Nothing in life worth doing is easy.

I always use this example when talking about religion, but it fits for public policy too.  Why should being religious or being devout be easy? Working out and staying in shape isn’t easy.  It’s tough. It requires discipline and dedication.  Education isn’t easy.  It’s long, expensive and challenging.  A college degree, graduate degree or professional school degree is an accomplishment and educated workers are compensated accordingly because it’s valuable.  If medical school were easy, how much would you trust your doctor?  Ok, ok, you get the point.  For some reason, we don’t hold politics in the same esteem.  We just assume that the President, Congress and others should just “get it done.”

We, the royal we, all of us, need to roll up our sleeves and get to work.  Similarly we need allow our politicians the same freedom.  When they don’t, we have to be paying enough attention to hold them accountable.  But that’s not gonna happen, is it?

Not only do we not hold them accountable when they shut down the government and spout useless rhetoric (see the Tea Party, Rep. John Boehner, Sen. Mitch McConnell), but we also do not understand when politicians do not take us (the voters) seriously.  They know that we’re not paying attention. There’s no incentive to work hard or get things right.  The only incentives are soundbytes and re-elections.  We don’t like when it requires hard work, when the solution is complex and when it will take years (a generation?) of discipline to correct systemic problems.  If we don’t have the discipline to pay attention and hold public leaders accountable, why should we expect they’d stay disciplined to address these problems?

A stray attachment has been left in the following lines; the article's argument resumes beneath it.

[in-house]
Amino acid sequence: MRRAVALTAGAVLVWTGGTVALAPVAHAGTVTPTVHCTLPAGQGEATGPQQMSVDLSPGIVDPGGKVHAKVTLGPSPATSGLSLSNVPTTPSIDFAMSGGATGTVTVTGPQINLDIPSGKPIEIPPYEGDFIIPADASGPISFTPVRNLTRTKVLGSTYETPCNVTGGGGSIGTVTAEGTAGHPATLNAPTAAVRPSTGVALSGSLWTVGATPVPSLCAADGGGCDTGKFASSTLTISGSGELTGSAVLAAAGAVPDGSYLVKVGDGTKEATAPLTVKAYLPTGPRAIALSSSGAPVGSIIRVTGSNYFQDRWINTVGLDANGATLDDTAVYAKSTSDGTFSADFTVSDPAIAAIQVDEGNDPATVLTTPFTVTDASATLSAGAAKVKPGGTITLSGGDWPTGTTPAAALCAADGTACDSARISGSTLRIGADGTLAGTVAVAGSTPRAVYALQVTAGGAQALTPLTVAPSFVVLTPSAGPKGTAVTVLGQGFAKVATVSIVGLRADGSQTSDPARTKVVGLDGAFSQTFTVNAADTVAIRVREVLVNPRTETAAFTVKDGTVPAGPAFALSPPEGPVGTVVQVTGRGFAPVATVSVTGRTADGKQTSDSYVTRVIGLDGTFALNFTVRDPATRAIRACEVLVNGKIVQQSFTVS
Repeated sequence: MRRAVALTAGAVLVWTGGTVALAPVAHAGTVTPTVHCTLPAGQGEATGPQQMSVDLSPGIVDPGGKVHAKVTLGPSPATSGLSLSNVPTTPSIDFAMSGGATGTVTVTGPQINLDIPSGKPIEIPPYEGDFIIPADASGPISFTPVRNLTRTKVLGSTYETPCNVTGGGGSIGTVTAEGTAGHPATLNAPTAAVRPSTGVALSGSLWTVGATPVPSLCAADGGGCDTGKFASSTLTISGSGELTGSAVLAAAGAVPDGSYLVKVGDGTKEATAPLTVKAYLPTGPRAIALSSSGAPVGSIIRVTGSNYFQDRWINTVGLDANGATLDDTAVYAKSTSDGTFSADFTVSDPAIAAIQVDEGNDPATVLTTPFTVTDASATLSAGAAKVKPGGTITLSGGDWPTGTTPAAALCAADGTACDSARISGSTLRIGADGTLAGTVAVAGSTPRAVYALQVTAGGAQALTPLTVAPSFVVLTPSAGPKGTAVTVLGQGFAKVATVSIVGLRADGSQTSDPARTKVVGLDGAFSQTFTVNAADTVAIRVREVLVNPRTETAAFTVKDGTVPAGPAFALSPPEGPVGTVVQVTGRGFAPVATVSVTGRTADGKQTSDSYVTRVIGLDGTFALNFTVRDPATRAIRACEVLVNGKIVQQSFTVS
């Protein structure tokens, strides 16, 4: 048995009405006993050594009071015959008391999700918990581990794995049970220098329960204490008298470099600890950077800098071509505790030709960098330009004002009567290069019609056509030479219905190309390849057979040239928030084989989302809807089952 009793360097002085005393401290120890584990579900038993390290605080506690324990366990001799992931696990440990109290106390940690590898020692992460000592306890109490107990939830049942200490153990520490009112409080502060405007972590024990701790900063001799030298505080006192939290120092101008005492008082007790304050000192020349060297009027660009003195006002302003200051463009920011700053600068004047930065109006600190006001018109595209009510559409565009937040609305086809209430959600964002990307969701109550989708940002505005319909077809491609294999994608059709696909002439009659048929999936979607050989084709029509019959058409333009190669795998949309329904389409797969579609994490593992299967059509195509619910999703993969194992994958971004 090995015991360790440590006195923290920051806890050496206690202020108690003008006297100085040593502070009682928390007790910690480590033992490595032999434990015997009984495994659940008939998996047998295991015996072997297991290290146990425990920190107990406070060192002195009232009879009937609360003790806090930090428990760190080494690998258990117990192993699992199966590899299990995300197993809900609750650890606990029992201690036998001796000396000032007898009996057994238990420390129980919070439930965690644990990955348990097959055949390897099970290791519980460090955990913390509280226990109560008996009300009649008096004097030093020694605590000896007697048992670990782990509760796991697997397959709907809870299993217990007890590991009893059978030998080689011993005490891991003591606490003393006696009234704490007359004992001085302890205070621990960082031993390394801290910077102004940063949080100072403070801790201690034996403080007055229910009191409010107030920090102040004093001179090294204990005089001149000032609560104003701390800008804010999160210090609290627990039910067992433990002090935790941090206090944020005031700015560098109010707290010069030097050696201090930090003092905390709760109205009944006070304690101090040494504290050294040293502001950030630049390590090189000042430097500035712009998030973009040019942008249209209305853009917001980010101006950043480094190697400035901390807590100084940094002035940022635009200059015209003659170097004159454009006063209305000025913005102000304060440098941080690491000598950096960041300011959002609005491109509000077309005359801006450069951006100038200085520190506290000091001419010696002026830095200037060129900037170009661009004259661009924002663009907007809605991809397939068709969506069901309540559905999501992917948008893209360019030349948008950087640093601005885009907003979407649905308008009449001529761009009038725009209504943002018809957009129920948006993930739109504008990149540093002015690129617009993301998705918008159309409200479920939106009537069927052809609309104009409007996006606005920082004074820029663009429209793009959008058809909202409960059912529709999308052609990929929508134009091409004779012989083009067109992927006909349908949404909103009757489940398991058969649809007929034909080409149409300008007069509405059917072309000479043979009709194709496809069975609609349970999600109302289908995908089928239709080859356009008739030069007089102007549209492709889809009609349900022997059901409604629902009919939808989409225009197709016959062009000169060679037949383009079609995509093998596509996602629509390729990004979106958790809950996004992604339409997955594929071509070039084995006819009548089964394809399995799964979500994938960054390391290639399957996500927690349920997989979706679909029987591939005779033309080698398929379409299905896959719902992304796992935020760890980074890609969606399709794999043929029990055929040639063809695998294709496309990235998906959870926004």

My take is this is part of a larger cultural issue, of which I’m just as guilty, that we talk a good talk but we can’t walk the walk.  I’m doing it right now. I’ve written this blog post and that’s as far as my observation or passion will take me.  I’ve got a job, family and limited time (just like everyone else) so I cannot take on the Washington establishment. I cannot try to change people’s minds about what government can do and what leaders should be or could be.  Why? I’m having trouble figuring out how to get paid to do it.  Until I can, I’ve got a regular job to go to and try to make enough money to pay for the mortgage, health insurance and student loans.  There is no incentive for me to take this on.  I’m busy.  Is Obamacare working? Is it not working? Who cares? Nothing is gonna change anyway…right?